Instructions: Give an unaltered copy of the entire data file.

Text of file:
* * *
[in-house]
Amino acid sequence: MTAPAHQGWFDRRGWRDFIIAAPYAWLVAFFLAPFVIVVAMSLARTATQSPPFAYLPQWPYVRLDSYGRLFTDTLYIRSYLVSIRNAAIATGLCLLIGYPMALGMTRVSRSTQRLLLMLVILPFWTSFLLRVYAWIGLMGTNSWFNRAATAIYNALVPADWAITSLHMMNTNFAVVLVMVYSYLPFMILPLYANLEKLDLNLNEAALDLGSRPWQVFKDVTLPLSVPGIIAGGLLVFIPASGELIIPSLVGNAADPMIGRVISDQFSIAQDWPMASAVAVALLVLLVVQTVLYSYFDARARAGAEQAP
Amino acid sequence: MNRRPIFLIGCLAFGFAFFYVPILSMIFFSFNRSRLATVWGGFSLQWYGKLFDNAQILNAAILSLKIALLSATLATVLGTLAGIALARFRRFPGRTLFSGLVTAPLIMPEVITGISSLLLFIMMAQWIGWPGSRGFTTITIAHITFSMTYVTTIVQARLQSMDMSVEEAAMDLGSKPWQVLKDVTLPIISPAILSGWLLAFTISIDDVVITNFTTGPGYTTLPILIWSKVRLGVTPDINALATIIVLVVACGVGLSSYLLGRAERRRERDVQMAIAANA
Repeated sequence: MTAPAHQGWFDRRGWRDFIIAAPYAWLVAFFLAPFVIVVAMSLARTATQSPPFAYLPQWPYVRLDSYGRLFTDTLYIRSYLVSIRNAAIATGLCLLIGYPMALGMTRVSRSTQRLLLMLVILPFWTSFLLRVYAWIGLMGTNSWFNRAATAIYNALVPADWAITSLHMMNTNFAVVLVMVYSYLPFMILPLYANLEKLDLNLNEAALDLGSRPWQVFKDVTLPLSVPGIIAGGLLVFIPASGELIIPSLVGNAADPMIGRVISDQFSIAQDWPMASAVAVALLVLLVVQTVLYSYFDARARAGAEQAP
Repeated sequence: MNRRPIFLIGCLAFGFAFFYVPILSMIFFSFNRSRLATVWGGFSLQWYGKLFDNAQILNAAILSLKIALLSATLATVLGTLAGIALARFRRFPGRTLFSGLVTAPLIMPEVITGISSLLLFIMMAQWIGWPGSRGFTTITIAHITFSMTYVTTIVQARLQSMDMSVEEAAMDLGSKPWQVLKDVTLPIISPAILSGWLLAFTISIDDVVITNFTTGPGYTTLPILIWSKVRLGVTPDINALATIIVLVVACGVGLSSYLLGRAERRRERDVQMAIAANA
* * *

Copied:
[in-house]
Amino acid sequence: MTAPAHQGWFDRRGWRDFIIAAPYAWLVAFFLAPFVIVVAMSLARTATQSPPFAYLPQWPYVRLDSYGRLFTDTLYIRSYLVSIRNAAIATGLCLLIGYPMALGMTRVSRSTQRLLLMLVILPFWTSFLLRVYAWIGLMGTNSWFNRAATAIYNALVPADWAITSLHMMNTNFAVVLVMVYSYLPFMILPLYANLEKLDLNLNEAALDLGSRPWQVFKDVTLPLSVPGIIAGGLLVFIPASGELIIPSLVGNAADPMIGRVISDQFSIAQDWPMASAVAVALLVLLVVQTVLYSYFDARARAGAEQAP
Amino acid sequence: MNRRPIFLIGCLAFGFAFFYVPILSMIFFSFNRSRLATVWGGFSLQWYGKLFDNAQILNAAILSLKIALLSATLATVLGTLAGIALARFRRFPGRTLFSGLVTAPLIMPEVITGISSLLLFIMMAQWIGWPGSRGFTTITIAHITFSMTYVTTIVQARLQSMDMSVEEAAMDLGSKPWQVLKDVTLPIISPAILSGWLLAFTISIDDVVITNFTTGPGYTTLPILIWSKVRLGVTPDINALATIIVLVVACGVGLSSYLLGRAERRRERDVQMAIAANA
Repeated sequence: MTAPAHQGWFDRRGWRDFIIAAPYAWLVAFFLAPFVIVVAMSLARTATQSPPFAYLPQWPYVRLDSYGRLFTDTLYIRSYLVSIRNAAIATGLCLLIGYPMALGMTRVSRSTQRLLLMLVILPFWTSFLLRVYAWIGLMGTNSWFNRAATAIYNALVPADWAITSLHMMNTNFAVVLVMVYSYLPFMILPLYANLEKLDLNLNEAALDLGSRPWQVFKDVTLPLSVPGIIAGGLLVFIPASGELIIPSLVGNAADPMIGRVISDQFSIAQDWPMASAVAVALLVLLVVQTVLYSYFDARARAGAEQAP
Repeated sequence: MNRRPIFLIGCLAFGFAFFYVPILSMIFFSFNRSRLATVWGGFSLQWYGKLFDNAQILNAAILSLKIALLSATLATVLGTLAGIALARFRRFPGRTLFSGLVTAPLIMPEVITGISSLLLFIMMAQWIGWPGSRGFTTITIAHITFSMTYVTTIVQARLQSMDMSVEEAAMDLGSKPWQVLKDVTLPIISPAILSGWLLAFTISIDDVVITNFTTGPGYTTLPILIWSKVRLGVTPDINALATIIVLVVACGVGLSSYLLGRAERRRERDVQMAIAANA